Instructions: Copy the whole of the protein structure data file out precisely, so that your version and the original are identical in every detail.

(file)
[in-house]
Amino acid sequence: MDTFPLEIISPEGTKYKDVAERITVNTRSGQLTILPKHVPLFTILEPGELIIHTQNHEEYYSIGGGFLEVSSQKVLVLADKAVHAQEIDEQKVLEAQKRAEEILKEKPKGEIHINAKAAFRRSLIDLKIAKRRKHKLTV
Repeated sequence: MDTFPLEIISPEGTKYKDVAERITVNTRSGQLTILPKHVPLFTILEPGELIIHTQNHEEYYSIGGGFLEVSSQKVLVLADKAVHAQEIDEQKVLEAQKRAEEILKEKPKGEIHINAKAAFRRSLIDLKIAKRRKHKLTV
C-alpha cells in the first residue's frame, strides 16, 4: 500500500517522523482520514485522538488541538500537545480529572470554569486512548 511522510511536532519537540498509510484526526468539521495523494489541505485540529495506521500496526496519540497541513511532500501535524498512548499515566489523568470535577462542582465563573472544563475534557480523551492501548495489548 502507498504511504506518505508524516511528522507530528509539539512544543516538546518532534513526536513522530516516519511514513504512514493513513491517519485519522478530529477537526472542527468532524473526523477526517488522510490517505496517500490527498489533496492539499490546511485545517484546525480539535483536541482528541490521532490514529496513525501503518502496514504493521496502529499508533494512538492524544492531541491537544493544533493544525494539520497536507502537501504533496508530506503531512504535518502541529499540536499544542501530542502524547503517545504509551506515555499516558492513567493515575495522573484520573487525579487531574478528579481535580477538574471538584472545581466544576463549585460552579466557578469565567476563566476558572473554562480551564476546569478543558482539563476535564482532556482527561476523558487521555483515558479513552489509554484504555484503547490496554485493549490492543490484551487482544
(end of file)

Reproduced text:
[in-house]
Amino acid sequence: MDTFPLEIISPEGTKYKDVAERITVNTRSGQLTILPKHVPLFTILEPGELIIHTQNHEEYYSIGGGFLEVSSQKVLVLADKAVHAQEIDEQKVLEAQKRAEEILKEKPKGEIHINAKAAFRRSLIDLKIAKRRKHKLTV
Repeated sequence: MDTFPLEIISPEGTKYKDVAERITVNTRSGQLTILPKHVPLFTILEPGELIIHTQNHEEYYSIGGGFLEVSSQKVLVLADKAVHAQEIDEQKVLEAQKRAEEILKEKPKGEIHINAKAAFRRSLIDLKIAKRRKHKLTV
C-alpha cells in the first residue's frame, strides 16, 4: 500500500517522523482520514485522538488541538500537545480529572470554569486512548 511522510511536532519537540498509510484526526468539521495523494489541505485540529495506521500496526496519540497541513511532500501535524498512548499515566489523568470535577462542582465563573472544563475534557480523551492501548495489548 502507498504511504506518505508524516511528522507530528509539539512544543516538546518532534513526536513522530516516519511514513504512514493513513491517519485519522478530529477537526472542527468532524473526523477526517488522510490517505496517500490527498489533496492539499490546511485545517484546525480539535483536541482528541490521532490514529496513525501503518502496514504493521496502529499508533494512538492524544492531541491537544493544533493544525494539520497536507502537501504533496508530506503531512504535518502541529499540536499544542501530542502524547503517545504509551506515555499516558492513567493515575495522573484520573487525579487531574478528579481535580477538574471538584472545581466544576463549585460552579466557578469565567476563566476558572473554562480551564476546569478543558482539563476535564482532556482527561476523558487521555483515558479513552489509554484504555484503547490496554485493549490492543490484551487482544